Baby's First Year · Nutrition

Introducing milk, what you need to know

Toddler drinking milk from cup

Often parents ask questions about introducing milk to their young children.  When to introduce, how much to give, and what kinds of milk are all common questions I hear from parents.

Generally, once children are 9 to 12 months old, they can begin to drink cow’s milk.  The reason cow’s milk is not recommended until 9 to 12 months is due to its low iron content and a risk of low iron intake when introduced too early.  So at that age, when the child is having a regular schedule of meals and snacks and eating a variety of iron-rich foods, cow’s milk can be introduced.

Homogenized (3.25% milk fat) pasteurized cow’s milk (also called whole milk) is recommended because your baby needs the energy that the fat in whole milk provides for growth and development.

When children begin drinking cow’s milk, breastfeeding can be continued as breast milk is still the most important food for the first year of a baby’s life.

In fact, breastfeeding is encouraged for up to two years and beyond, as long as parent and child want to continue.

For children who are 12 months old and older and not breastfed, offering 500 mL (2 cups) cow’s milk in an open cup each day will provide protein, vitamins and minerals important for strong bones and teeth.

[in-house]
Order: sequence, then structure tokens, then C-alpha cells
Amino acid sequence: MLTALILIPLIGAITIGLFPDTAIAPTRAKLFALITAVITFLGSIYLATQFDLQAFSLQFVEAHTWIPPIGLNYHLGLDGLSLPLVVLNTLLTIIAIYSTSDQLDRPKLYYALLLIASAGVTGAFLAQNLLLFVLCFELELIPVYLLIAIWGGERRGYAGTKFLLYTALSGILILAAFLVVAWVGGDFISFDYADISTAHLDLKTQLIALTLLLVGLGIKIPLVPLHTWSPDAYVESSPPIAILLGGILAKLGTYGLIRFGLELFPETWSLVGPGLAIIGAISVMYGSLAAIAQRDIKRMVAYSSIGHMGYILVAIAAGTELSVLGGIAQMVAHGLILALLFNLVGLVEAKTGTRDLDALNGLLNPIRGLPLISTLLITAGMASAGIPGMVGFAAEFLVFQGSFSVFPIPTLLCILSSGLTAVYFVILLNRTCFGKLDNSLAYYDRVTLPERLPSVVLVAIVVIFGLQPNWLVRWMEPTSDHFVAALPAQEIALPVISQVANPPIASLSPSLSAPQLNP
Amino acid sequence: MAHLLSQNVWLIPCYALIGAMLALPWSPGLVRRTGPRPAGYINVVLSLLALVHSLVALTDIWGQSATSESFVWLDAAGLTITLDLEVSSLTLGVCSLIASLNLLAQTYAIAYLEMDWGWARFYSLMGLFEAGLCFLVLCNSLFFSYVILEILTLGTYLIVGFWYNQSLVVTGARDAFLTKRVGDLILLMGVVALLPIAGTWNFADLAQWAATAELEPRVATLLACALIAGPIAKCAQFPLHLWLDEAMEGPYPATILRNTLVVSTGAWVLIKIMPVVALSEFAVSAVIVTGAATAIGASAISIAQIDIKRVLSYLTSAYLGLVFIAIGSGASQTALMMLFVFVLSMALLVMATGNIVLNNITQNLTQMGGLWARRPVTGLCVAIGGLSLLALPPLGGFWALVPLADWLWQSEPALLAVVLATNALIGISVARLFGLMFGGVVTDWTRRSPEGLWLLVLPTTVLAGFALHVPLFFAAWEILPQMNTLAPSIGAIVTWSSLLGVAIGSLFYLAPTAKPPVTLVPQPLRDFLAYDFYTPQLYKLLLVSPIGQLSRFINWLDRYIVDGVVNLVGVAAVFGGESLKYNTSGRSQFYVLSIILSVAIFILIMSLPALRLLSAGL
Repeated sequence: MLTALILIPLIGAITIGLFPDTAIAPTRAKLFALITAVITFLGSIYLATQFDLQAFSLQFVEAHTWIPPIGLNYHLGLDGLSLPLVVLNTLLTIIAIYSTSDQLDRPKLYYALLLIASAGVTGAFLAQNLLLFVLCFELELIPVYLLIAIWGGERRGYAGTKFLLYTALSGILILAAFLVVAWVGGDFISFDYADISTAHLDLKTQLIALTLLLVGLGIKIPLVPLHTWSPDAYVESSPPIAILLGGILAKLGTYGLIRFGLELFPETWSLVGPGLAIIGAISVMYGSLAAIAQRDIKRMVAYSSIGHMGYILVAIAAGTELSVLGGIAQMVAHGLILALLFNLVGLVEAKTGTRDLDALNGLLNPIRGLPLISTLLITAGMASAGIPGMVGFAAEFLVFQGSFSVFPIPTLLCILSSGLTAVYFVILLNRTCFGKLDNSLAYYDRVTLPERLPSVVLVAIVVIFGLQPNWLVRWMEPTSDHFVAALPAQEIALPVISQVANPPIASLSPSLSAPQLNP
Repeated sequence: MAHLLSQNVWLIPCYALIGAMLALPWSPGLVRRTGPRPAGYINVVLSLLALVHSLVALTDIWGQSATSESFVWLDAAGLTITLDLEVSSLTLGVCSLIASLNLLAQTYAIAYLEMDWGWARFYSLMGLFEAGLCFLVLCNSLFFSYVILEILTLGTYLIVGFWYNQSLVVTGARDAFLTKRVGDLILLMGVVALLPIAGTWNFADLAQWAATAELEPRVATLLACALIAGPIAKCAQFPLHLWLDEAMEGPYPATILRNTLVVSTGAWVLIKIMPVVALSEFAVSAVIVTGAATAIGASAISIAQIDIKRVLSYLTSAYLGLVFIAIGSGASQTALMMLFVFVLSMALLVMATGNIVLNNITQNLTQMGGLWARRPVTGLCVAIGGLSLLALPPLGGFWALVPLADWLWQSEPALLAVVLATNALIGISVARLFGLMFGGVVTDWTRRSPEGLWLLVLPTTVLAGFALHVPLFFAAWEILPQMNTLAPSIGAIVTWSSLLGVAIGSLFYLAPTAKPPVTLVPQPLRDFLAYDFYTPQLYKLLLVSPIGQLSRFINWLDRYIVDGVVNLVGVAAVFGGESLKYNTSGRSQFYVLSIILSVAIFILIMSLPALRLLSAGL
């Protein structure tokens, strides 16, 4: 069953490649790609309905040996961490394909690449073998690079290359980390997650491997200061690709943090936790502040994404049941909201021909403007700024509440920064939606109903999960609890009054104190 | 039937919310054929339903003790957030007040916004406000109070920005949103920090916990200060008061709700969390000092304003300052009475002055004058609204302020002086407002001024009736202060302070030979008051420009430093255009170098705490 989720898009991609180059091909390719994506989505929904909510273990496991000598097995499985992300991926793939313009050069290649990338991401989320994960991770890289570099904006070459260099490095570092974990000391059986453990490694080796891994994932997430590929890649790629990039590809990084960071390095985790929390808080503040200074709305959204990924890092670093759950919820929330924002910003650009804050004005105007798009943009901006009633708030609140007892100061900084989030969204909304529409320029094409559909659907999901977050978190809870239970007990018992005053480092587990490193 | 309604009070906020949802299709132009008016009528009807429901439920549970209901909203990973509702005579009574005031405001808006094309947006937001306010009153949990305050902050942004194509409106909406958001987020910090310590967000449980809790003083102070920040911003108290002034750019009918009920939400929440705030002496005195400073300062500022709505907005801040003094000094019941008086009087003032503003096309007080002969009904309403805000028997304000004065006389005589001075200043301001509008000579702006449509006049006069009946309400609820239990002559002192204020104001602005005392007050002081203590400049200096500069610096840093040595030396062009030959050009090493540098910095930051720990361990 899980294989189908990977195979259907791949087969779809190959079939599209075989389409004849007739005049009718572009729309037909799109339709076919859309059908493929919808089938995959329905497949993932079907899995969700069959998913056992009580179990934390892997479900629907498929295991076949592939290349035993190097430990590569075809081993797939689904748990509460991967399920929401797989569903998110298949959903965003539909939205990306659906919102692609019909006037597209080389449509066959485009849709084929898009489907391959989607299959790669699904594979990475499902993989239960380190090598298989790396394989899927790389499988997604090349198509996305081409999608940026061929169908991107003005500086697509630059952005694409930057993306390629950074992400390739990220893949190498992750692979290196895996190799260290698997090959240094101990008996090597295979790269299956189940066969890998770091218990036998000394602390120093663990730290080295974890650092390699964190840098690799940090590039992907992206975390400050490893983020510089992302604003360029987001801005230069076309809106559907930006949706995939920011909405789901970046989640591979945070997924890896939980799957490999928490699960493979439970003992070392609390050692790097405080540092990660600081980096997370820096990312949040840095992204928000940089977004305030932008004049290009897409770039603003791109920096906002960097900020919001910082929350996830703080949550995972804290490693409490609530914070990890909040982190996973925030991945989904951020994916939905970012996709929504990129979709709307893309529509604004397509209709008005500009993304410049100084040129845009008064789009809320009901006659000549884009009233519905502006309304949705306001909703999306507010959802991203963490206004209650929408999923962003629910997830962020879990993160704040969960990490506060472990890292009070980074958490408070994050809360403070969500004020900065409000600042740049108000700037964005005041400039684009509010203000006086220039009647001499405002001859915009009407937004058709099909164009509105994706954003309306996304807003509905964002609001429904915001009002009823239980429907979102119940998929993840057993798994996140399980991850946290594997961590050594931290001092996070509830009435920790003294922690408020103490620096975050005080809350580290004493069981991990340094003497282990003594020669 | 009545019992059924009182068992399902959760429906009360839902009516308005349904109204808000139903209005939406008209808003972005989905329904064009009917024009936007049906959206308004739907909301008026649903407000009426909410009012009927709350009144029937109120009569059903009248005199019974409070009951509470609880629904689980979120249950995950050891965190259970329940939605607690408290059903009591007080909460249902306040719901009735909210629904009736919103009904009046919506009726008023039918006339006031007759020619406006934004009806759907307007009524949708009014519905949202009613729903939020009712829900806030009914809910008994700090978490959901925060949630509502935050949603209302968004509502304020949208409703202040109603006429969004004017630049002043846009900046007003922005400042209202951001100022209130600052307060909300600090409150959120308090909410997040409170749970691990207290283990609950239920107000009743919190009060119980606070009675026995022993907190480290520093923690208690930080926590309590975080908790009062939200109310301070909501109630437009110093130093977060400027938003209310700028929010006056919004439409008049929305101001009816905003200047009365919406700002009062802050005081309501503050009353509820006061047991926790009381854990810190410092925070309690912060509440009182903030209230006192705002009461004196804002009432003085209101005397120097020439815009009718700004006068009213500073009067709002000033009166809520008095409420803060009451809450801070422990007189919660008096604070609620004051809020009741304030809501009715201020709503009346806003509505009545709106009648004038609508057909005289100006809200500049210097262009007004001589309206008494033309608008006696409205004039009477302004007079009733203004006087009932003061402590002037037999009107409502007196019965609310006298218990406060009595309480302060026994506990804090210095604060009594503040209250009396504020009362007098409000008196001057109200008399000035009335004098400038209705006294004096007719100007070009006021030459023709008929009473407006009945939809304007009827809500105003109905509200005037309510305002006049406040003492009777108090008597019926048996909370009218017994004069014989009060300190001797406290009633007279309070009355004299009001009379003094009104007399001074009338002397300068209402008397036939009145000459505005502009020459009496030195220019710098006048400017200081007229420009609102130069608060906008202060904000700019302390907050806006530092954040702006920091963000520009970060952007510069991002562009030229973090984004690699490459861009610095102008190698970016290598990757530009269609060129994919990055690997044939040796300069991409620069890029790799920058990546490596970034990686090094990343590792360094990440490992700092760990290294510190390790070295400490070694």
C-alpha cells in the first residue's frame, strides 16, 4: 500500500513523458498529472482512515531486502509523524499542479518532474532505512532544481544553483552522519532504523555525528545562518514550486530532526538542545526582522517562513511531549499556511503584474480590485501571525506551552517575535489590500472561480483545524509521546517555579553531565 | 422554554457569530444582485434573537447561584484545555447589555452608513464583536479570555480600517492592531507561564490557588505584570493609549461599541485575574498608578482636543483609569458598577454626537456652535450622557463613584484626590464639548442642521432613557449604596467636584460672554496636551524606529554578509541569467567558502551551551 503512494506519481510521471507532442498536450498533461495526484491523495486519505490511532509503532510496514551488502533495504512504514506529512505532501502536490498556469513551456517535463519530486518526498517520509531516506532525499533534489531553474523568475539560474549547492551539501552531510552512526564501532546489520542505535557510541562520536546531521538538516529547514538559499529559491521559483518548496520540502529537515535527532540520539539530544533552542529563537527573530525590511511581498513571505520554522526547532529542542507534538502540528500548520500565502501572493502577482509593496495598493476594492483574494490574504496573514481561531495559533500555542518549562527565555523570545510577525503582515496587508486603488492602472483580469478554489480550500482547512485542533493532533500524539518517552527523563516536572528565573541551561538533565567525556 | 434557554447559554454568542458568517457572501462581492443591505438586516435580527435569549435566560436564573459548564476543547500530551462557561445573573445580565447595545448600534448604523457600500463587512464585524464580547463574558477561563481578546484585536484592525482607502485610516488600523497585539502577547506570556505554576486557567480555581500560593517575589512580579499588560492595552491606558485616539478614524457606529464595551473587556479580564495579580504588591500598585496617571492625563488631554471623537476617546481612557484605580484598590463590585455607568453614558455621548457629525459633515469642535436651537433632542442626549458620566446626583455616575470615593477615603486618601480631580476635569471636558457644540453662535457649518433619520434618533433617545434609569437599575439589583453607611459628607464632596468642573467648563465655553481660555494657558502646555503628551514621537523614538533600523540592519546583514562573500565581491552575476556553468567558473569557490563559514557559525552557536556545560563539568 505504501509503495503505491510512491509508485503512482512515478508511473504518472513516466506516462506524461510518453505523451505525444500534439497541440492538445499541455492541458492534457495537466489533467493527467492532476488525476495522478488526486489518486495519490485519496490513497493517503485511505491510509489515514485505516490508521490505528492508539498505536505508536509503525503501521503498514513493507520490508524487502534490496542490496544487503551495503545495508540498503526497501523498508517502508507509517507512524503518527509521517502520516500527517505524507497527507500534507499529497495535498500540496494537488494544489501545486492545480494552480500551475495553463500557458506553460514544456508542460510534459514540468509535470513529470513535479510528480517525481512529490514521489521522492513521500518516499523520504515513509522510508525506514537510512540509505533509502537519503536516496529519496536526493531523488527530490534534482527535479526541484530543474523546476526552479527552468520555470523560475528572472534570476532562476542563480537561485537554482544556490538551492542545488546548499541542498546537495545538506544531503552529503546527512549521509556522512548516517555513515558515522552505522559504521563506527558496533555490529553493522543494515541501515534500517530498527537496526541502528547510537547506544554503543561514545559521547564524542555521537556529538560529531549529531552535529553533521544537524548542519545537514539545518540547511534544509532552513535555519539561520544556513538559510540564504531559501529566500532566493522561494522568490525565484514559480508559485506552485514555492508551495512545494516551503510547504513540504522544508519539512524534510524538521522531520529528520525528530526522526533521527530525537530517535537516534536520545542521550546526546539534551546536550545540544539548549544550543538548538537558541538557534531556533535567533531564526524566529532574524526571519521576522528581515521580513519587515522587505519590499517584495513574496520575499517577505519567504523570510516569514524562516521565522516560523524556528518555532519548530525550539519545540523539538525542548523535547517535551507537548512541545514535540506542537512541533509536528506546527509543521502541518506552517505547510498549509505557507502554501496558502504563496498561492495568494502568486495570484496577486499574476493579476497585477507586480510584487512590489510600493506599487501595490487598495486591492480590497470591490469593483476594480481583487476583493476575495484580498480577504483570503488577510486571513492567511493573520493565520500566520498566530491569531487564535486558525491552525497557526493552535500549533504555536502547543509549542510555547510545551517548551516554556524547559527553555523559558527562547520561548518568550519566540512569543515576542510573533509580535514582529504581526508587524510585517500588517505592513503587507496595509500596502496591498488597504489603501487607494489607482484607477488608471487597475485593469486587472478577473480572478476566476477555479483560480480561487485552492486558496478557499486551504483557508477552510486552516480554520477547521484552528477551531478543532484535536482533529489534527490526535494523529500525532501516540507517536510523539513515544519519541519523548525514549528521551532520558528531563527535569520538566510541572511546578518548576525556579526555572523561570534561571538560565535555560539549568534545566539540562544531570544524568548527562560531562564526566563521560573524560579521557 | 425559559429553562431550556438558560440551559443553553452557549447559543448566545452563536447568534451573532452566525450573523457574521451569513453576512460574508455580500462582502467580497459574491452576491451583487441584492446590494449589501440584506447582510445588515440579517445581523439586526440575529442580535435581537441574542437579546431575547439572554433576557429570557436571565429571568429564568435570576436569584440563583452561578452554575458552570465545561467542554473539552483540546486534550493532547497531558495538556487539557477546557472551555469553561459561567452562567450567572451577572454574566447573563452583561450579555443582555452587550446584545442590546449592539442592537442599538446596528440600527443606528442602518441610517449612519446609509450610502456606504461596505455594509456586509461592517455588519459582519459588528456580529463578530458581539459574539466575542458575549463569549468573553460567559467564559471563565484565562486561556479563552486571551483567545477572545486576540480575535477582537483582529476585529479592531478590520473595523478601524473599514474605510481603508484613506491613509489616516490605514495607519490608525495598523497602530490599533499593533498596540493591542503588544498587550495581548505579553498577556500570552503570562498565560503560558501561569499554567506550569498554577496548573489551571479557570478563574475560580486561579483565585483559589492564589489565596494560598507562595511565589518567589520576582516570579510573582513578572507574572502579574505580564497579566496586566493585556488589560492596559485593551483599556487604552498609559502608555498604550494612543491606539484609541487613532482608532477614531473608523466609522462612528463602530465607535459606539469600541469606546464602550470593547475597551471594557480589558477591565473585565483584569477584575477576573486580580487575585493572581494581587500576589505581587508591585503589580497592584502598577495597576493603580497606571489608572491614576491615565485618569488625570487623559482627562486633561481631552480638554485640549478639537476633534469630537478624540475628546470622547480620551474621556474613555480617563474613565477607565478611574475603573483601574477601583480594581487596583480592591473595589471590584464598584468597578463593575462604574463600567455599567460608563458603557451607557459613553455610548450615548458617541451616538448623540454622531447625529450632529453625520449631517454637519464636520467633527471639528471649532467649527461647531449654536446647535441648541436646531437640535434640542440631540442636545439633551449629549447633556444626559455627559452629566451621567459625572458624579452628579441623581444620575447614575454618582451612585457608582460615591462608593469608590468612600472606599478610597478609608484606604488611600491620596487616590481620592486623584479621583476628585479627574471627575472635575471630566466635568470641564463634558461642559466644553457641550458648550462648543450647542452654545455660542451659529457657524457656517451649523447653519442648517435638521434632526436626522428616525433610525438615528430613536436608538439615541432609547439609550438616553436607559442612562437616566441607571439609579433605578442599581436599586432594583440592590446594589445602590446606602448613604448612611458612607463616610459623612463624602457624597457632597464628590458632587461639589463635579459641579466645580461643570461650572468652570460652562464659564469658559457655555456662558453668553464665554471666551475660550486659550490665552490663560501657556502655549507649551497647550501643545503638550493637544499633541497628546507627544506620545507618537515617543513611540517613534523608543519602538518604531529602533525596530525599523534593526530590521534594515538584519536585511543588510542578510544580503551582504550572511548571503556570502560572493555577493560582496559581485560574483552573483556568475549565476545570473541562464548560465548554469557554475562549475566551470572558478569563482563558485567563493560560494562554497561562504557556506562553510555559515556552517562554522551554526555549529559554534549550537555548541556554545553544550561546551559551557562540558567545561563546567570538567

For young children under 24 months, they should not have more than 750 mL (3 cups) per day to reduce the risk of low iron.

What about other types of milk?

Many parents ask about other types of milk and when they can introduce them to their children.  Goat‘s milk, if it is pasteurized, full-fat, with added folic acid and vitamin D, may be given as an alternative to cow’s milk.  However 2% or 1% milk is not generally recommended due to the lower fat content.

On the other hand, milk alternatives such as soy, rice, coconut, hemp, or almond milk should not be the main milk source for children under 24 months.  They do not have the same nutrients as cow’s milk or goat’s milk that young children need for their growth and development.  For example, the fat content of cow’s milk or goat’s milk is higher than the milk alternatives listed above and fat is an important source of energy for young children.

Soy milk can be offered as a complementary food, but not as the main milk source.  Choose soy milks that are unflavoured, full-fat, and fortified to reduce the added sugar and ensure important vitamins and minerals are included.

Contact Toronto Public Health at (416) 338-7600 and speak to a Registered Dietitian if you have additional questions about introducing milk to your child.

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